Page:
1 hour 39 minutes
This is risk management and information technology.
In this lesson we will learn about the quantitative risk assessment process, different quantitative calculations and analysis of the results.
In our previous lesson we discuss qualitative risk assessment. In this lesson we will discuss quantitative risk assessment, which is the calculation based risk assessment process that uses probability percentage to determine risk.
In quantitative risk assessment, we use dollar figures to determine levels of risk, potential loss, a cause of countermeasures, and the valley of safeguards. This allows management to determine the prioritization of risk management decisions.
This is an overview of the quantitative risk management process.
The risk assessment team determines the value of the asset that carries the risk.
Then they calculate exposure factor.
Then the risk assessors calculate the single loss expectancy,
then they assess the annual rate of occurrence,
then they derived the annualized loss expectancy.
After all the data is gathered and calculated. The risk assessment team performs a cost benefit analysis of the counter measures applied towards the risk.
After that overview let us deep dive into each step of the process.
The risk assessment team determines the asset value to each asset by assigning a dollar value to the asset.
An asset can be an existing inventory, hardware devices, structure or any property organization has
and organizations, reputations as customers and potential customers.
This valley is determined by the market and the demand of the asset.
We calculate exposure factor,
which is the potential loss and percentage of loss. If a threat is realized or a curse,
we didn't calculate for the single loss expectancy.
This is the exact amount of loss that organization would experience once the trade occurs.
This can be calculated using the exact, as soon as the asset value multiplied by the exposure factor.
For example, we have a data center with servers, equipment and personnel that is valid $100,000 with an exposure factor of 45%.
That's silly. Can be calculated at $45,000.
The annual rate of occurrence is expected frequency of the threat.
On an annual basis.
It can range from zero to a large number and is derived from historical records, statistics and industry data available to the risk of specimen team.
Then we calculate for the annualized loss expectancy, which is the yearly cost of all instances of realized threats.
This means the total cost of all risks that happened to the organization.
This is calculated as S. L. E. Multiplied by the arrow.
For example, we have an outage at the data center, which is where in a year and that will cost $25,000 for the currents.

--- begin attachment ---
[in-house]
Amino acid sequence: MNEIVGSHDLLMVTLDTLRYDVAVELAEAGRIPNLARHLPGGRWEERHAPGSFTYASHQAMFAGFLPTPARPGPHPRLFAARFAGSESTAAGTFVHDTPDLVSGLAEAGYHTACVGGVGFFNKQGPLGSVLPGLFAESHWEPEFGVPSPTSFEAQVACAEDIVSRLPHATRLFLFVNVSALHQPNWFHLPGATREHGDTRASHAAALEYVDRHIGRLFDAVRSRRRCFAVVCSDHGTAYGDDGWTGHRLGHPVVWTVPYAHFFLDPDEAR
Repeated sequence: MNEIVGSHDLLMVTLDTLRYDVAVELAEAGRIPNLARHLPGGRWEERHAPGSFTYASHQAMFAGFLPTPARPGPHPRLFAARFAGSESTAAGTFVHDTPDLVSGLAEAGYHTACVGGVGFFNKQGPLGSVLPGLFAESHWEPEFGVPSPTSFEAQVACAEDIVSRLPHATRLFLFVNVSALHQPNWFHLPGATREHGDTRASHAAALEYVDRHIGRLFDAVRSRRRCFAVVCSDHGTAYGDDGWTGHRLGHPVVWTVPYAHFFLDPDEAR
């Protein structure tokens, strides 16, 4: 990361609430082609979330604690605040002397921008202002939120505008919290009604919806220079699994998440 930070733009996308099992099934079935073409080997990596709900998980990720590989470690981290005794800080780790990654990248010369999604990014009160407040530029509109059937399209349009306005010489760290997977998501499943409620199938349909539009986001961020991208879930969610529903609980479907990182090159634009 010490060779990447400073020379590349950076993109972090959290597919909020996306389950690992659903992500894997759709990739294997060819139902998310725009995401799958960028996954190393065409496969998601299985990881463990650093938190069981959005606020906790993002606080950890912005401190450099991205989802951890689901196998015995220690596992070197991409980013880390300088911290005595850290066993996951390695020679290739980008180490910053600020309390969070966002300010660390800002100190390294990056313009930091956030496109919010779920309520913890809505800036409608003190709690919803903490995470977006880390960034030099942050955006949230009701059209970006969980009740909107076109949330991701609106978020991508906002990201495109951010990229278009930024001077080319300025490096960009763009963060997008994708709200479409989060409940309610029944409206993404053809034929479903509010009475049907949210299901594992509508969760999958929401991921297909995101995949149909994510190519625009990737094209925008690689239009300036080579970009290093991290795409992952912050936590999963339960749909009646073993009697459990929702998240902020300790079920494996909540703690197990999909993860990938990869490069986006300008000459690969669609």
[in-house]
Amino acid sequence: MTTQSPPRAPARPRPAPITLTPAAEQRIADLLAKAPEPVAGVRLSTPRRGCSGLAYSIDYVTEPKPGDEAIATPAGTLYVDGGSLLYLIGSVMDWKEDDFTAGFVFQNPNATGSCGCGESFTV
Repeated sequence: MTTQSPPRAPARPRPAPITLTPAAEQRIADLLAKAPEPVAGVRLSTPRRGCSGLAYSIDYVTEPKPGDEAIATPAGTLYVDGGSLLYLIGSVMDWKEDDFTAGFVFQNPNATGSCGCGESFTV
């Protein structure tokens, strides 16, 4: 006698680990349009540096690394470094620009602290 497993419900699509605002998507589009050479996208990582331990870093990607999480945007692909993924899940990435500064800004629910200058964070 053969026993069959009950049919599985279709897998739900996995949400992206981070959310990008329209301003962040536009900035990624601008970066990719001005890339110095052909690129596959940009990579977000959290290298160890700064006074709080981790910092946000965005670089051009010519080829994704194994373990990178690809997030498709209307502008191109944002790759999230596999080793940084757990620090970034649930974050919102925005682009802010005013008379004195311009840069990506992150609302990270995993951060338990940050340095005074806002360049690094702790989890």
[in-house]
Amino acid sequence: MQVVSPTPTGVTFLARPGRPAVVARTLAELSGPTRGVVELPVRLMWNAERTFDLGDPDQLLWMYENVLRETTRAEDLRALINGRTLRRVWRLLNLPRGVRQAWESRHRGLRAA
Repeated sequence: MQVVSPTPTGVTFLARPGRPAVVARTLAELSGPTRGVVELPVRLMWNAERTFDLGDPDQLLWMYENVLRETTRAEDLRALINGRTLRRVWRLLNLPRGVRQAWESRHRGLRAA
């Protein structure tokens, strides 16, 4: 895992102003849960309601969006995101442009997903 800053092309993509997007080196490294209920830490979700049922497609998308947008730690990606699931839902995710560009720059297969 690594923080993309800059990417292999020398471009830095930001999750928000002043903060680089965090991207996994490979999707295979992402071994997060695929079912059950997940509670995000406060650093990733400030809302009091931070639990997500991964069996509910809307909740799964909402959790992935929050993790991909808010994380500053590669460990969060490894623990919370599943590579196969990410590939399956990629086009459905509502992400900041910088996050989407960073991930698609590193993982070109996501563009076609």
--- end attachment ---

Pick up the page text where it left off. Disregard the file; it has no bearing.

Whereas losing the entire data center in a fire would cost organization $1.125 million.
Now let's talk about how quantitative risk assessment calculates risk.
The basic risk calculations. The annualized loss expectancy.
This is a daunting process that uses software modeling and automated tools that have predetermined asset valuations.
These valuations are basic geography,
industry and asset types.
We can also calculate for annualized loss expectancy with safeguard.
If the safeguard is implemented,
this is done by adding a line item for ellie. If a safeguard is implemented,
each exposure factor, an annualized rate of occurrence is specific to safeguard.
The safeguards should reduce the number of times that I just realized
and this is used in cost benefit analysis to help management make risk based decisions.
The safeguard cost includes purchase of the safeguard, implementation costs, licensing and customization.
The cost of deploying A safeguard should be lowered the national value of the asset.
The safeguard may also have annual costs, such as maintenance agreements, professional services or licensing fees, which is called the annual cost of safeguards.
This is done by determining the annual clause expectancy for both before and after implementing a safeguard and subtract the annual cost of the safeguard.
using fire retardant technology,
temperature sensors, smoke and fire alarms are applied to the data center we had discussed earlier.
They live for losing the entire data centers 1.125 million, which is derived from 45,000, which is the sle
multiply the number of service from our previous example,
If the safeguards are applied,
we can hypothetically reduced the damage of fire to localized part of the data center and potentially just lose five servers in the process,
Multiplied with a single loss expectancy rate of the data center. This results in $225,000.
The annual cost of safeguards provided by the hypothetical vendor in this case is an additional 25,000.
With this in mind we can calculate that the value of losing the entire data center is is at $1.125 million. And adding the safeguard costs. An annual cost of maintaining the solution is 875 thousands in savings. After applying the safeguards
from here, we can follow two rules. One is that if the result is negative, it is not a financial responsible choice,
but if the result is positive,
As we can see here, the annual savings is equal to return 75,000.
Finally, let's discuss the cost benefit of the safeguard.
The values that the analysts may come up with
do not necessarily reflect real world boss.
The value of each safeguard should be sorted from greatest to lowest to return. Prioritization of management
and in doing so, we should considered a security and operating budget and always consider the bottom line and the value of the benefit.
today's lesson, we discussed the quantitative risk analysis process.
We talked about the equations used in a quantitative risk analysis.
We also calculated the cost and benefit
and analyzed the results.
Thank you for completing this lesson.
Is this your instructor robert gown?